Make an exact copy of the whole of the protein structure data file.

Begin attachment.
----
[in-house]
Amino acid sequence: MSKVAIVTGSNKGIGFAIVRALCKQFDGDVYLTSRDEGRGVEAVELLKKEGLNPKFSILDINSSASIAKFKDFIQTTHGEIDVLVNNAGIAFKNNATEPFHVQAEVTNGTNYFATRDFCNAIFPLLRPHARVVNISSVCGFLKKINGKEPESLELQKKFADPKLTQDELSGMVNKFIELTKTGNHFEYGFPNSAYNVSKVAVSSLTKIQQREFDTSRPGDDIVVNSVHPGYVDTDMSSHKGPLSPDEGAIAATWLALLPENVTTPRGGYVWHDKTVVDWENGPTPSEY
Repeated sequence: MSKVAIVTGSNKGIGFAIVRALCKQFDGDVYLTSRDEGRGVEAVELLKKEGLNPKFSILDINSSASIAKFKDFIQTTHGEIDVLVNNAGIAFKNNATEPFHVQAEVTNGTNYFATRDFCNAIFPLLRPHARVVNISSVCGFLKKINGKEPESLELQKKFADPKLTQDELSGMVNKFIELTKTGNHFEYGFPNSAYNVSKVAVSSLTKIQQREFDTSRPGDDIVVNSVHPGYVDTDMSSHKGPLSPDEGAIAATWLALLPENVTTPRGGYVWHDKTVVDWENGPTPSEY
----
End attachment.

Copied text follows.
[in-house]
Amino acid sequence: MSKVAIVTGSNKGIGFAIVRALCKQFDGDVYLTSRDEGRGVEAVELLKKEGLNPKFSILDINSSASIAKFKDFIQTTHGEIDVLVNNAGIAFKNNATEPFHVQAEVTNGTNYFATRDFCNAIFPLLRPHARVVNISSVCGFLKKINGKEPESLELQKKFADPKLTQDELSGMVNKFIELTKTGNHFEYGFPNSAYNVSKVAVSSLTKIQQREFDTSRPGDDIVVNSVHPGYVDTDMSSHKGPLSPDEGAIAATWLALLPENVTTPRGGYVWHDKTVVDWENGPTPSEY
Repeated sequence: MSKVAIVTGSNKGIGFAIVRALCKQFDGDVYLTSRDEGRGVEAVELLKKEGLNPKFSILDINSSASIAKFKDFIQTTHGEIDVLVNNAGIAFKNNATEPFHVQAEVTNGTNYFATRDFCNAIFPLLRPHARVVNISSVCGFLKKINGKEPESLELQKKFADPKLTQDELSGMVNKFIELTKTGNHFEYGFPNSAYNVSKVAVSSLTKIQQREFDTSRPGDDIVVNSVHPGYVDTDMSSHKGPLSPDEGAIAATWLALLPENVTTPRGGYVWHDKTVVDWENGPTPSEY